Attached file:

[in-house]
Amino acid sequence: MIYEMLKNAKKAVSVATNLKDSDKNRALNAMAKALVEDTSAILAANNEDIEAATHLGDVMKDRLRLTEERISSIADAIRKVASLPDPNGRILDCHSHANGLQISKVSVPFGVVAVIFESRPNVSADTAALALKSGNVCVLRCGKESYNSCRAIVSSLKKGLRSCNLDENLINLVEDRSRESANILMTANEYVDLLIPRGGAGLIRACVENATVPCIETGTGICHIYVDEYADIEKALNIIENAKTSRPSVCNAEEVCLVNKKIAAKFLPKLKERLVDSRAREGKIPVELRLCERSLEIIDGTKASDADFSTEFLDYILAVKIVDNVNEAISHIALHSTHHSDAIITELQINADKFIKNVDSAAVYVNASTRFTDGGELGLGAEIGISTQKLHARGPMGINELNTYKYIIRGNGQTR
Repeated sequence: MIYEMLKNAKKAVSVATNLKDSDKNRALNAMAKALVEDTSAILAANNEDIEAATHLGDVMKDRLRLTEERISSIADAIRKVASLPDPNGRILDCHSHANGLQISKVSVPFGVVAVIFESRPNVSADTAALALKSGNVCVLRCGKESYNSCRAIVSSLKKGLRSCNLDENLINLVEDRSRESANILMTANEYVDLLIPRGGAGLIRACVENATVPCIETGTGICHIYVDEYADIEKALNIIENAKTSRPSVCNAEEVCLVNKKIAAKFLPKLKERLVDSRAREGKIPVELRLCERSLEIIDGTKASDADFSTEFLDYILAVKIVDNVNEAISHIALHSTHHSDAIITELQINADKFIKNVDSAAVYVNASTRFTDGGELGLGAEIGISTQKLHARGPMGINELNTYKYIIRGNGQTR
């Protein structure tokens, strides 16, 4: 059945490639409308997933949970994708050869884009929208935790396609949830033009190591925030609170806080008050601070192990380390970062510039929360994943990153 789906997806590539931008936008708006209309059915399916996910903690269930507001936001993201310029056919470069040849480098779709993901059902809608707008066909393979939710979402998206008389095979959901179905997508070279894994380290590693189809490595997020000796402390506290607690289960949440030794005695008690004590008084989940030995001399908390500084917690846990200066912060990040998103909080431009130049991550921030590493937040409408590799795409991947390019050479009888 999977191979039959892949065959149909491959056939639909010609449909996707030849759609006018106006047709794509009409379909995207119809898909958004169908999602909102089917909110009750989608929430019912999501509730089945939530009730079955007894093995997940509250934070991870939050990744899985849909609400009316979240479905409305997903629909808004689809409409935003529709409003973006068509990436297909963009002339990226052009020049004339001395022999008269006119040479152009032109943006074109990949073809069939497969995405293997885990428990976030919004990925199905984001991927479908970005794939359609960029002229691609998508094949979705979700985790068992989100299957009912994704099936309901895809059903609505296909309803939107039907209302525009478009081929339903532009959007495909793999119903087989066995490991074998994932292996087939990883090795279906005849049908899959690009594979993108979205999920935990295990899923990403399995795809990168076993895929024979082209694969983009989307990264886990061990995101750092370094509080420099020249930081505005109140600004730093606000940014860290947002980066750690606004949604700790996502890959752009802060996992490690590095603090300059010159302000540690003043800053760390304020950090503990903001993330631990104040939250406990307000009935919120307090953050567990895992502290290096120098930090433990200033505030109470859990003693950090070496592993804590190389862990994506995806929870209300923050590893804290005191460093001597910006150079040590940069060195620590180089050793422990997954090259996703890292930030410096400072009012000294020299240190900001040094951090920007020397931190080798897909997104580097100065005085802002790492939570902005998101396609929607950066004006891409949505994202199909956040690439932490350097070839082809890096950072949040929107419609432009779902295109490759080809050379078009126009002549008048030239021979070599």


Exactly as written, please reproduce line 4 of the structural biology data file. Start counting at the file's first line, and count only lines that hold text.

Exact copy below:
């Protein structure tokens, strides 16, 4: 059945490639409308997933949970994708050869884009929208935790396609949830033009190591925030609170806080008050601070192990380390970062510039929360994943990153 789906997806590539931008936008708006209309059915399916996910903690269930507001936001993201310029056919470069040849480098779709993901059902809608707008066909393979939710979402998206008389095979959901179905997508070279894994380290590693189809490595997020000796402390506290607690289960949440030794005695008690004590008084989940030995001399908390500084917690846990200066912060990040998103909080431009130049991550921030590493937040409408590799795409991947390019050479009888 999977191979039959892949065959149909491959056939639909010609449909996707030849759609006018106006047709794509009409379909995207119809898909958004169908999602909102089917909110009750989608929430019912999501509730089945939530009730079955007894093995997940509250934070991870939050990744899985849909609400009316979240479905409305997903629909808004689809409409935003529709409003973006068509990436297909963009002339990226052009020049004339001395022999008269006119040479152009032109943006074109990949073809069939497969995405293997885990428990976030919004990925199905984001991927479908970005794939359609960029002229691609998508094949979705979700985790068992989100299957009912994704099936309901895809059903609505296909309803939107039907209302525009478009081929339903532009959007495909793999119903087989066995490991074998994932292996087939990883090795279906005849049908899959690009594979993108979205999920935990295990899923990403399995795809990168076993895929024979082209694969983009989307990264886990061990995101750092370094509080420099020249930081505005109140600004730093606000940014860290947002980066750690606004949604700790996502890959752009802060996992490690590095603090300059010159302000540690003043800053760390304020950090503990903001993330631990104040939250406990307000009935919120307090953050567990895992502290290096120098930090433990200033505030109470859990003693950090070496592993804590190389862990994506995806929870209300923050590893804290005191460093001597910006150079040590940069060195620590180089050793422990997954090259996703890292930030410096400072009012000294020299240190900001040094951090920007020397931190080798897909997104580097100065005085802002790492939570902005998101396609929607950066004006891409949505994202199909956040690439932490350097070839082809890096950072949040929107419609432009779902295109490759080809050379078009126009002549008048030239021979070599």